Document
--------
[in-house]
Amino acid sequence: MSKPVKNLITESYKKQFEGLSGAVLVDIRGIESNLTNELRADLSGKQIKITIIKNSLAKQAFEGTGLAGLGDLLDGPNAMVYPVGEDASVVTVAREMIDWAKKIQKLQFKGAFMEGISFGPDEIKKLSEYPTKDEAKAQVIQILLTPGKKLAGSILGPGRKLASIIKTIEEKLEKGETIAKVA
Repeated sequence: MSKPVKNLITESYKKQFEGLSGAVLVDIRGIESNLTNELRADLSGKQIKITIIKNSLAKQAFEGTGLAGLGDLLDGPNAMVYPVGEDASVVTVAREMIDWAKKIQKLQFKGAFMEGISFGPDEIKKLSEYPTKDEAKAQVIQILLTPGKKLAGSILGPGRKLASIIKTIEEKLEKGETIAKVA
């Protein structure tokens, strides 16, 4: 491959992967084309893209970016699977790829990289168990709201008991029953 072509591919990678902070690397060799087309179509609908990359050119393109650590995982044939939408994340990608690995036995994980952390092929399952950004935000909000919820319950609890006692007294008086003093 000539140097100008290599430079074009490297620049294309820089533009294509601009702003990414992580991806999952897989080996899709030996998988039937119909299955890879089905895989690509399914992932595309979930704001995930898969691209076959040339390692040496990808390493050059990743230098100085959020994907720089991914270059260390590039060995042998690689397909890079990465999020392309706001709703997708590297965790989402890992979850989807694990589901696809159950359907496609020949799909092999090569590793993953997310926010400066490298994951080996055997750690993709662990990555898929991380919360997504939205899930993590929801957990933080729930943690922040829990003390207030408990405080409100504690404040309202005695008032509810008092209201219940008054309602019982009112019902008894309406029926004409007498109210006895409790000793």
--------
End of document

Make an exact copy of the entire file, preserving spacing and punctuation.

[in-house]
Amino acid sequence: MSKPVKNLITESYKKQFEGLSGAVLVDIRGIESNLTNELRADLSGKQIKITIIKNSLAKQAFEGTGLAGLGDLLDGPNAMVYPVGEDASVVTVAREMIDWAKKIQKLQFKGAFMEGISFGPDEIKKLSEYPTKDEAKAQVIQILLTPGKKLAGSILGPGRKLASIIKTIEEKLEKGETIAKVA
Repeated sequence: MSKPVKNLITESYKKQFEGLSGAVLVDIRGIESNLTNELRADLSGKQIKITIIKNSLAKQAFEGTGLAGLGDLLDGPNAMVYPVGEDASVVTVAREMIDWAKKIQKLQFKGAFMEGISFGPDEIKKLSEYPTKDEAKAQVIQILLTPGKKLAGSILGPGRKLASIIKTIEEKLEKGETIAKVA
């Protein structure tokens, strides 16, 4: 491959992967084309893209970016699977790829990289168990709201008991029953 072509591919990678902070690397060799087309179509609908990359050119393109650590995982044939939408994340990608690995036995994980952390092929399952950004935000909000919820319950609890006692007294008086003093 000539140097100008290599430079074009490297620049294309820089533009294509601009702003990414992580991806999952897989080996899709030996998988039937119909299955890879089905895989690509399914992932595309979930704001995930898969691209076959040339390692040496990808390493050059990743230098100085959020994907720089991914270059260390590039060995042998690689397909890079990465999020392309706001709703997708590297965790989402890992979850989807694990589901696809159950359907496609020949799909092999090569590793993953997310926010400066490298994951080996055997750690993709662990990555898929991380919360997504939205899930993590929801957990933080729930943690922040829990003390207030408990405080409100504690404040309202005695008032509810008092209201219940008054309602019982009112019902008894309406029926004409007498109210006895409790000793």